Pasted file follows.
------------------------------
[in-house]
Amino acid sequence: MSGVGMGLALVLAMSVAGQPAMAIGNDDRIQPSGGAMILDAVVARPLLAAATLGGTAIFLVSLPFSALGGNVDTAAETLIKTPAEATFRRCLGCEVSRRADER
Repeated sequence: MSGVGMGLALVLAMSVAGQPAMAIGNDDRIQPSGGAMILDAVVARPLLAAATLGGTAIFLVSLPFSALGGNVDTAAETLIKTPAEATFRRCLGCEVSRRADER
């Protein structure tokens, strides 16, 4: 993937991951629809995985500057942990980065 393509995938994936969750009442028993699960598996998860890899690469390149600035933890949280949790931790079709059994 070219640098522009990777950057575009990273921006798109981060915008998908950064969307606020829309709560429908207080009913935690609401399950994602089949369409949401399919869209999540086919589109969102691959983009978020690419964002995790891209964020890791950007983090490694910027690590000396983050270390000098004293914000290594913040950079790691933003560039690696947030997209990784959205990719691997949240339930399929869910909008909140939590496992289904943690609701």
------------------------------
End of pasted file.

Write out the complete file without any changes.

[in-house]
Amino acid sequence: MSGVGMGLALVLAMSVAGQPAMAIGNDDRIQPSGGAMILDAVVARPLLAAATLGGTAIFLVSLPFSALGGNVDTAAETLIKTPAEATFRRCLGCEVSRRADER
Repeated sequence: MSGVGMGLALVLAMSVAGQPAMAIGNDDRIQPSGGAMILDAVVARPLLAAATLGGTAIFLVSLPFSALGGNVDTAAETLIKTPAEATFRRCLGCEVSRRADER
């Protein structure tokens, strides 16, 4: 993937991951629809995985500057942990980065 393509995938994936969750009442028993699960598996998860890899690469390149600035933890949280949790931790079709059994 070219640098522009990777950057575009990273921006798109981060915008998908950064969307606020829309709560429908207080009913935690609401399950994602089949369409949401399919869209999540086919589109969102691959983009978020690419964002995790891209964020890791950007983090490694910027690590000396983050270390000098004293914000290594913040950079790691933003560039690696947030997209990784959205990719691997949240339930399929869910909008909140939590496992289904943690609701």